Quotations: Germany, Berlin and the Berlin Wall

This page contains a collection of Cold War quotations, made by political leaders, notable figures and historians, pertaining to the two Germanys, the divided Berlin and the Berlin Wall. These quotations have been researched and compiled by Alpha History authors. We welcome contributions and suggestions for these pages. If you would like to submit a quote, please contact Alpha History.

“Should the German people lay down their arms, the Soviets… would occupy all eastern and south-eastern Europe, together with the greater part of the [German] Reich. All over this territory, which would be of an enormous extent, an iron curtain would at once descend.”
Nazi propaganda minister Joseph Goebbels, 1945

“Too many people here and in England hold the view that the German people as a whole are not responsible for what has taken place – that only a few Nazis are responsible. That, unfortunately, is not based on fact. The German people must have it driven home to them that the whole nation has been engaged in a lawless conspiracy against the decencies of modern civilization.”
Franklin Roosevelt, August 1944

“There are several illusions in all this [stripping Germany of her] ‘war potential’ attitude. There is the illusion that the New Germany left after the annexations can be reduced to a ‘pastoral state’. It cannot be done unless we exterminate or move 25,000,000 people out of it. This would approximately reduce Germany to the density of the population of France.”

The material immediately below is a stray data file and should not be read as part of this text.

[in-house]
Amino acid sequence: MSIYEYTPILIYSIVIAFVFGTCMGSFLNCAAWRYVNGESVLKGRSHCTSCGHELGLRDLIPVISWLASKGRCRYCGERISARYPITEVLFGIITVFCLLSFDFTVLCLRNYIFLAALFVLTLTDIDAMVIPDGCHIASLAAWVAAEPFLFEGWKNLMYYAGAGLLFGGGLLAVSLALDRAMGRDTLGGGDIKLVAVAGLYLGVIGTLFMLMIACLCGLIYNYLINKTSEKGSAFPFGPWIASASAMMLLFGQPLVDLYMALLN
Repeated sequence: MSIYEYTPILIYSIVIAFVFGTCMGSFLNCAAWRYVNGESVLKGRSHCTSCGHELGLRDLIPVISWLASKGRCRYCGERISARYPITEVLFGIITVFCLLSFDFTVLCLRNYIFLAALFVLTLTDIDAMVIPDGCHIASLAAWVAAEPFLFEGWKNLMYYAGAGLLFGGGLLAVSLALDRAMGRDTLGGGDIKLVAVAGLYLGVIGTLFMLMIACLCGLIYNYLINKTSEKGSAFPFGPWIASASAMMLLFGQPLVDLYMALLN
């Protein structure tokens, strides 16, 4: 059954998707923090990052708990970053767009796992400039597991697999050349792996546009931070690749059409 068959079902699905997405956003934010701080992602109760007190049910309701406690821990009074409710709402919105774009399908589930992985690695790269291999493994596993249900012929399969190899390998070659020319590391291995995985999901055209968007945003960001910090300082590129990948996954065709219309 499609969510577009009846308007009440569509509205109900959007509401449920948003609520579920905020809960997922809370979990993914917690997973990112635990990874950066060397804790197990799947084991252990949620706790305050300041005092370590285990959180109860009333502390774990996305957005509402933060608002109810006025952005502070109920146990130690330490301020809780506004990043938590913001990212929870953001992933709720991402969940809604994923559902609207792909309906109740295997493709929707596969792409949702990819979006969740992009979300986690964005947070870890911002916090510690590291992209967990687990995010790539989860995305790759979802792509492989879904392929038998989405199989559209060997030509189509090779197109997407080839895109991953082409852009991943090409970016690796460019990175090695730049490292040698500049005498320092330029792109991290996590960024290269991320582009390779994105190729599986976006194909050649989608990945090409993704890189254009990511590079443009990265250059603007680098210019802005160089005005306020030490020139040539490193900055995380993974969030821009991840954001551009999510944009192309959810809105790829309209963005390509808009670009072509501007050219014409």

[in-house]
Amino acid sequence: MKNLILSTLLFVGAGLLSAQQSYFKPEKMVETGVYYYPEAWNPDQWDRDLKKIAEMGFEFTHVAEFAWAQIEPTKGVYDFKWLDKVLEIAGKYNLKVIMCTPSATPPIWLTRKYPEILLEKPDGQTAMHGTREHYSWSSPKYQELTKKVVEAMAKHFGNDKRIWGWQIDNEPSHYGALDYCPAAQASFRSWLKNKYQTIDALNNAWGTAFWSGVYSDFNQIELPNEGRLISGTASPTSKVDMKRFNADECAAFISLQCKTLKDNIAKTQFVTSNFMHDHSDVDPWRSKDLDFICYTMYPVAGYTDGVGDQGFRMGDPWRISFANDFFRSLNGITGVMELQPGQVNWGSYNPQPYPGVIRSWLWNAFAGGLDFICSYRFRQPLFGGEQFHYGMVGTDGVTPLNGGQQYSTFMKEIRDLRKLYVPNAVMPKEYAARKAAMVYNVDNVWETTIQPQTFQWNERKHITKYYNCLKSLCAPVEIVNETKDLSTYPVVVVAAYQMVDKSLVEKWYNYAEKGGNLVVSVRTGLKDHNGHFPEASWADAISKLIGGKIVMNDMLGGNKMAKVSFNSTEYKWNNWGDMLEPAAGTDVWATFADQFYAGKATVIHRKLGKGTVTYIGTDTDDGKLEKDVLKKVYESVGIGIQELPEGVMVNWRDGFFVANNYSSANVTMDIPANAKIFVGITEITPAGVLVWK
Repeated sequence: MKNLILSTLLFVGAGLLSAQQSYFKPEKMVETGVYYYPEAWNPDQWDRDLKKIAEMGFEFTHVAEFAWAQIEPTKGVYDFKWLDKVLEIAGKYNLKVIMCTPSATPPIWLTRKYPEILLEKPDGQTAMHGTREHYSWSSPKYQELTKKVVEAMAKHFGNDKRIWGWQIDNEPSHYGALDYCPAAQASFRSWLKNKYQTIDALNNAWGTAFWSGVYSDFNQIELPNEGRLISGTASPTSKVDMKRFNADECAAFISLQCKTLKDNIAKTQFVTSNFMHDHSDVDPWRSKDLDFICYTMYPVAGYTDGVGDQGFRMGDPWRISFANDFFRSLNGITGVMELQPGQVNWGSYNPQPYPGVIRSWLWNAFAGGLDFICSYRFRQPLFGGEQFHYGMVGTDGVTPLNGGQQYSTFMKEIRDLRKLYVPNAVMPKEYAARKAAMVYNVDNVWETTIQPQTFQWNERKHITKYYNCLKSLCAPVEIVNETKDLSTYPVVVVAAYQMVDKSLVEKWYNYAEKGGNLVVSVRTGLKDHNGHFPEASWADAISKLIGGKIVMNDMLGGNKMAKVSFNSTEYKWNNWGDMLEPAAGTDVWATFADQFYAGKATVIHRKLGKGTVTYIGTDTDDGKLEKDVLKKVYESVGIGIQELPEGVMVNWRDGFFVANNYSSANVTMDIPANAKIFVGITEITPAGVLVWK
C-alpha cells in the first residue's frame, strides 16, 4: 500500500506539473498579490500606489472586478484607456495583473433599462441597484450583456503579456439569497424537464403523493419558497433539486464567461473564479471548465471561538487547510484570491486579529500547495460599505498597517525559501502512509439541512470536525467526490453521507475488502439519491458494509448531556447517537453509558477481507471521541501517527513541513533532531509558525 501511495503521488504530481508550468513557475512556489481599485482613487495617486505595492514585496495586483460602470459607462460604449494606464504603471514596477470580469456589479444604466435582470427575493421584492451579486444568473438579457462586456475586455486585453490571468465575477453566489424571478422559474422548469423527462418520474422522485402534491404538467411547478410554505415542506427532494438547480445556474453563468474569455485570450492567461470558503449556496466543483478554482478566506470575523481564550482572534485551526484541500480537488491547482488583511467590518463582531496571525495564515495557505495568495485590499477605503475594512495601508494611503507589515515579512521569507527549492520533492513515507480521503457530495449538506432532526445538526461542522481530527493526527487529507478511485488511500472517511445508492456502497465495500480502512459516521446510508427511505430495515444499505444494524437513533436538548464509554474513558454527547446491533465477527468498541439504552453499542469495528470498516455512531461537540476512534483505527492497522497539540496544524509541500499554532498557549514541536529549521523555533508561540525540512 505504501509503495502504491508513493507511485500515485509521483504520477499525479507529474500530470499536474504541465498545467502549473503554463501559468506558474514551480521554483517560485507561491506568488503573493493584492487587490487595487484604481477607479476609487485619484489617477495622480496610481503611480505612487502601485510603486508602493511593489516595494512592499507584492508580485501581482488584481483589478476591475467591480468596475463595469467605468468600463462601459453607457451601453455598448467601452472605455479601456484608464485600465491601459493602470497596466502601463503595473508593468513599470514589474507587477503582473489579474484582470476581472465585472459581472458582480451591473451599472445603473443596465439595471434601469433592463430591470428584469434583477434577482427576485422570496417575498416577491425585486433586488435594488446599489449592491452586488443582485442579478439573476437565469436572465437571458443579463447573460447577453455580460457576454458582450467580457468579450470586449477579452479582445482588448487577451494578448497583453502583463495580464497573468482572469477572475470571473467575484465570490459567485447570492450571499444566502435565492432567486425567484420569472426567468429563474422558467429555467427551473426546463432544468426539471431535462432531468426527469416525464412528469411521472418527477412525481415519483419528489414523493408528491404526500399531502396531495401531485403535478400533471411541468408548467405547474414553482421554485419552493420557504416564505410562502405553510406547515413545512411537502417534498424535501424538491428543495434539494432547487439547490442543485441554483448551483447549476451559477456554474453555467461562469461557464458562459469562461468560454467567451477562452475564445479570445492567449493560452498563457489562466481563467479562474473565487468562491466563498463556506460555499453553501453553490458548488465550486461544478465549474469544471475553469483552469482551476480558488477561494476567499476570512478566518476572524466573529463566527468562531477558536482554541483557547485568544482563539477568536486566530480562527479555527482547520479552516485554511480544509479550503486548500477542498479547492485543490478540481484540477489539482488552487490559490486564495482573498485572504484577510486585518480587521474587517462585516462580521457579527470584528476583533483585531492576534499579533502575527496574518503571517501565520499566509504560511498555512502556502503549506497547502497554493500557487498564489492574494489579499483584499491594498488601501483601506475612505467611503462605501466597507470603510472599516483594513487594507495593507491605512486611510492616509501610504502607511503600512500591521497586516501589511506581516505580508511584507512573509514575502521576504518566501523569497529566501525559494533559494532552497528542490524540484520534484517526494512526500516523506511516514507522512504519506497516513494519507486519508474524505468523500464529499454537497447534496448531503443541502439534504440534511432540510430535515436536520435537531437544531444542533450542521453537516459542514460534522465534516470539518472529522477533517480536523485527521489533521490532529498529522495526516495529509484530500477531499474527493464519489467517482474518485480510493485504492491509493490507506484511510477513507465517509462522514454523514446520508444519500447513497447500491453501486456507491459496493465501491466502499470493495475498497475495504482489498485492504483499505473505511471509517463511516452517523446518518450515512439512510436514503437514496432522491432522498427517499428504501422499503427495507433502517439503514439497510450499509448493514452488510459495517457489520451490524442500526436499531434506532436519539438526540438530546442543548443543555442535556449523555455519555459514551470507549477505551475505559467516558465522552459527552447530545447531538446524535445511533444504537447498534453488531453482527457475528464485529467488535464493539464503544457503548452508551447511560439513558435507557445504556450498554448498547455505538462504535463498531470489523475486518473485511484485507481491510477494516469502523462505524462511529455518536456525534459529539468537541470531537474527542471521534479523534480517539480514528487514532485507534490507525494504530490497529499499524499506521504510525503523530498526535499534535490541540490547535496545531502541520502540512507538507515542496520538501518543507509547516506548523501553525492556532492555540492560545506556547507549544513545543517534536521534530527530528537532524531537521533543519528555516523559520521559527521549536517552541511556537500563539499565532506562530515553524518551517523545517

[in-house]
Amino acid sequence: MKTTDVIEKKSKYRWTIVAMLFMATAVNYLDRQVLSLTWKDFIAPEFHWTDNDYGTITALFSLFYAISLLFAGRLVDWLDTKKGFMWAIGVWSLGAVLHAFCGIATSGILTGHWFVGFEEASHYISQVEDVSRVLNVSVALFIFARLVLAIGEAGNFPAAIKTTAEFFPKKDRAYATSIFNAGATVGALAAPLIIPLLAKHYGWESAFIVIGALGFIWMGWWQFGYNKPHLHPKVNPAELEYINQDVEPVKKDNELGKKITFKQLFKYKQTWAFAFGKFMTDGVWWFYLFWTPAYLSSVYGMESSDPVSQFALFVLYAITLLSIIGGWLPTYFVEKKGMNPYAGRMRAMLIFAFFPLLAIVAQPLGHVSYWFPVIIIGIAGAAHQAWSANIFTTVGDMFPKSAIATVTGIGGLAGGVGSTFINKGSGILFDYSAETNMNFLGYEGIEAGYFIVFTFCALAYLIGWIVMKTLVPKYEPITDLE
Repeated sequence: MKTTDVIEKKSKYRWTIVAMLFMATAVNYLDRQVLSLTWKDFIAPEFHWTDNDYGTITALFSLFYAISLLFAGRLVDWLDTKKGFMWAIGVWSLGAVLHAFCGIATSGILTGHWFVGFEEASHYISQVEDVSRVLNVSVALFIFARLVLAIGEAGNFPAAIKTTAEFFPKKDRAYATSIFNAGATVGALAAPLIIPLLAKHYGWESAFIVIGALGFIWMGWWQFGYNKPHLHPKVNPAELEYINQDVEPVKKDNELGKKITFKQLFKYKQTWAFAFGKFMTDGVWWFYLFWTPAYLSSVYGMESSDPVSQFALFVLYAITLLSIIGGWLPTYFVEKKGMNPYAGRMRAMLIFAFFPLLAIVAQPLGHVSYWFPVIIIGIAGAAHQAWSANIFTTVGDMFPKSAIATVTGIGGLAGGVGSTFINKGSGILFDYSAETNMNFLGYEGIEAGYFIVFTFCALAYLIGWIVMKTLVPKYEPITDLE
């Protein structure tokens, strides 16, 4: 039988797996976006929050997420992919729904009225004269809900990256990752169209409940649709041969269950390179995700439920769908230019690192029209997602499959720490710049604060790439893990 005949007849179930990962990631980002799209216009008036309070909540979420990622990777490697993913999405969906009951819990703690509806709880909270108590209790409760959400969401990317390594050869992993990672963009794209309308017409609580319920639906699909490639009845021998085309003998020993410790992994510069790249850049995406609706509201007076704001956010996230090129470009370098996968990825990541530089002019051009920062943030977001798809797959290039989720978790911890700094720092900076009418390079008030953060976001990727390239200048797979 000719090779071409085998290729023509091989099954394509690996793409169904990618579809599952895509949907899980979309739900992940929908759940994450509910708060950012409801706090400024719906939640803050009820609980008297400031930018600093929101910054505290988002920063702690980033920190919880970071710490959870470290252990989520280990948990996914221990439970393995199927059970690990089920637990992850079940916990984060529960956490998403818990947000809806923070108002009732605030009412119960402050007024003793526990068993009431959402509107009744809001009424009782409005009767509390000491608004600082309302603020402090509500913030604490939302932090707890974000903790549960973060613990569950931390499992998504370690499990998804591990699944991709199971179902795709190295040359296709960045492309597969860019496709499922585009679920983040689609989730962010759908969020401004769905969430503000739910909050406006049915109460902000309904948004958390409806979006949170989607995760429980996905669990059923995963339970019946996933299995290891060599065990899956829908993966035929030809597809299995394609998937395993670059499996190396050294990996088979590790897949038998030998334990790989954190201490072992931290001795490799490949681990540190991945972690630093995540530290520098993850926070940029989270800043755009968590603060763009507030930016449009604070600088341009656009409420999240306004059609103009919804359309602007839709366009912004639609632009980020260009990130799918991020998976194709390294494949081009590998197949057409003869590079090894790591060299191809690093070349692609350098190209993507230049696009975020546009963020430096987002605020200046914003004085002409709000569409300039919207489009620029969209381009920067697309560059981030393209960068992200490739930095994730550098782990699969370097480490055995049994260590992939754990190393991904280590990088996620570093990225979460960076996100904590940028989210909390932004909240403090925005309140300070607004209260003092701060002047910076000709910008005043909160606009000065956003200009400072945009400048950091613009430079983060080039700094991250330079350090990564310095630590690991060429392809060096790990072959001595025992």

Herbert Hoover, former US president, March 1947

“If we mean that we are to hold Europe against communism, we must not budge [from Berlin]. I believe the future of democracy requires us to stay here until forced out.”
Lucius D. Clay, US general, April 1948

“I am ready to try an airlift. I can’t guarantee it will work. I am sure that even at its best, people are going to be cold and people are going to be hungry. And if the people of Berlin won’t stand that, it will fail. And I don’t want to go into this unless I have your assurance that the people will be heavily in approval.”
Lucius D. Clay, June 1948

“People of this world… look upon this city and see that you should not and cannot abandon this city and this people.”
Ernst Reuter, mayor of West Berlin, September 1948

“The line dividing the two groups of powers runs right down the centre of Germany. Twenty million Germans live under Soviet rule, about 43 million in the orbit of the Atlantic bloc. These 43 million Germans in the area of the Atlantic bloc possess the most important mineral deposits and the greatest European industrial potential. But this area, the three Western zones of Germany, is in a state of disorder that is in the long run untenable.”
Konrad Adenauer, West German leader, March 1949

“The Marshall Plan … is not a philanthropic enterprise … It is based on our views of the requirements of American security … This is the only peaceful avenue now open to us which may answer the communist challenge to our way of life and our national security.”
Allen Dulles, CIA director, 1949

“It was a heroic episode in which the Allied pilots and the Berliners played the main roles. Then it brought about a feeling of cooperation between the Berliners and the Allies. Those were grey, grim days – but our people showed their steadfastness, their courage, their dry humour and their basic decency.”
Willy Brandt, West German politician, reflecting on the Berlin Airlift of 1948-49